Ontario service contractors can breathe the proverbial sigh of relief. A Liberal private members bill that would have banned all private (sales) contracts signed in the home has been pushed aside by the Ontario government, which has introduced its own legislation.
Introduced Nov. 3, the new “Putting Consumers First Act”, Bill 59, while still banning private contracts signed on the doorstep, specifically excludes those where the home or building owner has initiated contact with the contractor, reports the Canadian Water Quality Association (CWQA) which, along with the Heating, Refrigeration and Air Conditioning Institute of Canada, has been vigorously defending the industry from the previous door-knocker legislation. As well, the new legislation does not specify particular products – HVAC, water heaters and water treatment equipment – as the previous legislation did.
Liberal MPP Yvan Baker sponsored Bill 193, later re-introduced as Bill 14, both of which banned all private contracts signed in a home and would have forced contractors to set up retail locations, giving a huge advantage to the big box home improvement retailers that already have them.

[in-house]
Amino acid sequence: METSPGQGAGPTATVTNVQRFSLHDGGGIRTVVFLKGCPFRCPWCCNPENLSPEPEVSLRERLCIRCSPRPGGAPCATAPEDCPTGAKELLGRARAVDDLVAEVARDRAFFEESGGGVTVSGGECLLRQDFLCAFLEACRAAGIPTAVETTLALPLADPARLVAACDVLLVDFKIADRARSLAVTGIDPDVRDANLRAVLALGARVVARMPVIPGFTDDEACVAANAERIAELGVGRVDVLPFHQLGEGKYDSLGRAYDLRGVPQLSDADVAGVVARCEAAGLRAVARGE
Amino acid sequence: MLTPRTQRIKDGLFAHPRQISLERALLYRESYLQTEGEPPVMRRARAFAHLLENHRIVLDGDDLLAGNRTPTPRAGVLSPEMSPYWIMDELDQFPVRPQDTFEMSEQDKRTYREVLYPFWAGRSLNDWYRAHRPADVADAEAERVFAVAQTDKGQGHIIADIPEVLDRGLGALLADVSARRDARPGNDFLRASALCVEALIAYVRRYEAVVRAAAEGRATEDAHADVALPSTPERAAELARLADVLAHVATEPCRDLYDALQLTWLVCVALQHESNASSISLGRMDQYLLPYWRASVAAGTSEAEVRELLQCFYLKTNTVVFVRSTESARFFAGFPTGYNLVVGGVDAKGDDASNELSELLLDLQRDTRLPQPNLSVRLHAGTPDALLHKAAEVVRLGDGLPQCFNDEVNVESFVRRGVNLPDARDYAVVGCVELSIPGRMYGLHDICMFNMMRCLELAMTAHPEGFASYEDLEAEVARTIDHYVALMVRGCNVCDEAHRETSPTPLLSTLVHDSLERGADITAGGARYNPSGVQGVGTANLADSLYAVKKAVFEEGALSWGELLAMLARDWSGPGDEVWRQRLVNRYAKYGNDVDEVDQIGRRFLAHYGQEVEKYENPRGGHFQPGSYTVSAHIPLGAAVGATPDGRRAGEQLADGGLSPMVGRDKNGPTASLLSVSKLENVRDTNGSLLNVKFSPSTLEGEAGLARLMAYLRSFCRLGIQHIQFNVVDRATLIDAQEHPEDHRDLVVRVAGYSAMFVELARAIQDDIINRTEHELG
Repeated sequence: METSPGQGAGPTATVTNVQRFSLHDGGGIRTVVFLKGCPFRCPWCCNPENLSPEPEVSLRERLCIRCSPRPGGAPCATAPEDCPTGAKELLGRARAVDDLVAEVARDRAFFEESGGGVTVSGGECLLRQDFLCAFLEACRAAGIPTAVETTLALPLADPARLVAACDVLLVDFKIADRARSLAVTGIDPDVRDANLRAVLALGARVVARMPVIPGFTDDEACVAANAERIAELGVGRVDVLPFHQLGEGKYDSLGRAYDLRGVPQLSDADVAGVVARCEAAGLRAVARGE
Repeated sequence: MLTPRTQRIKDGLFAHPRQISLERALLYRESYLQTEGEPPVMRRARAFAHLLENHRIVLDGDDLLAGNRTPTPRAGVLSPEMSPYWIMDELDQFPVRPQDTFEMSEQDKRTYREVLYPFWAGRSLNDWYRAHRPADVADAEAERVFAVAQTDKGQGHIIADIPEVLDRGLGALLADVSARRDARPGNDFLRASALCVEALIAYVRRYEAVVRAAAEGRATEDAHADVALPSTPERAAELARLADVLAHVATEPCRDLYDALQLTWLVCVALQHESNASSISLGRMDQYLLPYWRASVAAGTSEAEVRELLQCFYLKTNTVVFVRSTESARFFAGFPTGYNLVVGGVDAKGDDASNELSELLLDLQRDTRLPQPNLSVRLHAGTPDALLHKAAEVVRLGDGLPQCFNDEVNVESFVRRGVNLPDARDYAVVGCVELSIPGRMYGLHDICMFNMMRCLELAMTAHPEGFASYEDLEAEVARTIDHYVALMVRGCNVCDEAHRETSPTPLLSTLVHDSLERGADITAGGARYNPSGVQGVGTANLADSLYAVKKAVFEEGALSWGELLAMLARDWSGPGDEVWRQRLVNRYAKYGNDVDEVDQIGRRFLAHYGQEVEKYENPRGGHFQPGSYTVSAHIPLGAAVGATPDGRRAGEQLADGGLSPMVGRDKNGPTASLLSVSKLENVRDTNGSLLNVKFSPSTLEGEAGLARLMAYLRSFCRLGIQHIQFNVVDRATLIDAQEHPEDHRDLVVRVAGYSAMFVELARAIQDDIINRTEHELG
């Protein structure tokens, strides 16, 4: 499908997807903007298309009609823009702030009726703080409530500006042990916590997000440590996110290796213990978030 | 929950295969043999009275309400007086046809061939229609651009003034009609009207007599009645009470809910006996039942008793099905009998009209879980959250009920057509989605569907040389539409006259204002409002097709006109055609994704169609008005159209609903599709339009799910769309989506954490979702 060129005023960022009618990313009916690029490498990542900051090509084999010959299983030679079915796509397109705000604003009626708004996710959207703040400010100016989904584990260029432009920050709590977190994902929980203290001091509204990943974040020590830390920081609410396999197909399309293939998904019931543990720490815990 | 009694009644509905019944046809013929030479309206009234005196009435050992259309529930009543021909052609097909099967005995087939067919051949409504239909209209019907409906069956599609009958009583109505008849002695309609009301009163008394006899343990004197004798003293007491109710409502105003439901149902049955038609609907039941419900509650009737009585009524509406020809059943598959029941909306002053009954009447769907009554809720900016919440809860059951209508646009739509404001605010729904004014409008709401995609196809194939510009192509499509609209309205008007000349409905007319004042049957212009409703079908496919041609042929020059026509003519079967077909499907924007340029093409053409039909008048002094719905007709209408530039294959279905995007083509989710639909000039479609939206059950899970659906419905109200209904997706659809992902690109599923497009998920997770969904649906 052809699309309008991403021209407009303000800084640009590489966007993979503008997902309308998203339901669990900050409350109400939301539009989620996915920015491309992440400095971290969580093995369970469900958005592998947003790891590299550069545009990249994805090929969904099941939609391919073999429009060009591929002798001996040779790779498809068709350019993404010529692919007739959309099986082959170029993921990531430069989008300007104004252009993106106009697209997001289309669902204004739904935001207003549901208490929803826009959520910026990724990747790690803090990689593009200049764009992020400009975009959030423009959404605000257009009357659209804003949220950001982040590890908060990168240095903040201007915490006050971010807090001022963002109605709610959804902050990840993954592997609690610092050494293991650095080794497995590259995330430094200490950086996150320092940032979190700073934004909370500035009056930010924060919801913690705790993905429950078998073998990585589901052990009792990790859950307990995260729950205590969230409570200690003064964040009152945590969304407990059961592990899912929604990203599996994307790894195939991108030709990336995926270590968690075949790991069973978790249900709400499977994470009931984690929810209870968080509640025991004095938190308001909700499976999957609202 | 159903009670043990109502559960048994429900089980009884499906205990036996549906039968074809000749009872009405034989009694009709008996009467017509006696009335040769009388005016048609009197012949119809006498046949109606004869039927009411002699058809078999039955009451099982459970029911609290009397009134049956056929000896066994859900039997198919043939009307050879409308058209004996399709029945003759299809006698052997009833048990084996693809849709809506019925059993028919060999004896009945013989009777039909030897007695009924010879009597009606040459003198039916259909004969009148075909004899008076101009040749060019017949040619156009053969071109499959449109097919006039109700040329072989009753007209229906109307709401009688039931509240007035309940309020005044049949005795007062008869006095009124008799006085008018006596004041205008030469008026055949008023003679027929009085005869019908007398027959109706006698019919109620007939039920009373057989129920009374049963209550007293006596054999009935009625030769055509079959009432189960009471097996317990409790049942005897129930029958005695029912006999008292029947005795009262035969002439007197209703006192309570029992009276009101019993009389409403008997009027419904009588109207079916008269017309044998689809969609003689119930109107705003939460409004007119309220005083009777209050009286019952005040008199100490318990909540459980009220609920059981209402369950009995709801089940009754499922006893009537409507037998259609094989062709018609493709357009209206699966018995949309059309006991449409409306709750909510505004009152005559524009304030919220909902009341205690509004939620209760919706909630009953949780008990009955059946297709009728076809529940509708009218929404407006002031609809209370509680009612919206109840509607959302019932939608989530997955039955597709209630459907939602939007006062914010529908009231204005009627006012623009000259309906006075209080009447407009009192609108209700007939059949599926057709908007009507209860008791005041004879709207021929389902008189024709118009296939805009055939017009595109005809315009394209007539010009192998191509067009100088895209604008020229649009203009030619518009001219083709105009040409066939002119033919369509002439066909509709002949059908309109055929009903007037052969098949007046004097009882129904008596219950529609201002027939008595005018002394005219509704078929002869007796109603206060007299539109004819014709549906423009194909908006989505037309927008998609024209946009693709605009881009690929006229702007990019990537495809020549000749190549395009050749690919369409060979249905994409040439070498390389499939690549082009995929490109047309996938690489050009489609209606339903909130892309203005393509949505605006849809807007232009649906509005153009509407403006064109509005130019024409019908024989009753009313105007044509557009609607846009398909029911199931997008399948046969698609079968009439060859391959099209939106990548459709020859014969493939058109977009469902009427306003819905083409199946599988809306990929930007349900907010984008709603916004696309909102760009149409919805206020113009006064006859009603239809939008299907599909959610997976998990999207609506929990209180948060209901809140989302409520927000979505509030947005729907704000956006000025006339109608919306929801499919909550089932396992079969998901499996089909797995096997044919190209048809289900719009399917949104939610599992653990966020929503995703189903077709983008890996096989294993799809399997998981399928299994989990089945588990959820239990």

Meetings with Baker by both HRAI and CWQA failed to convince him of the fallacy of this approach. Baker did not return phone calls or e-mails from this magazine, looking for an explanation.
The new legislation will also require that home inspectors be licensed. The industry has long complained that many of these people are not qualified to inspect HVAC and plumbing systems.
The other key component, for the industry, is that the Minister of Government and Consumer Services has promised to work with industry in working out the details of the new legislation.
“The good news is that the Ministry is very eager to have industry involved in the process,” reported Kevin Wong, CWQA executive director.
However, he cautioned that contractors in other provinces need to be wary of similar legislation developing in their provinces as the companies responsible for door-knocker fraud in Ontario seek business elsewhere. CWQA has identified Alberta, Saskatchewan and Manitoba as regions of particular concern.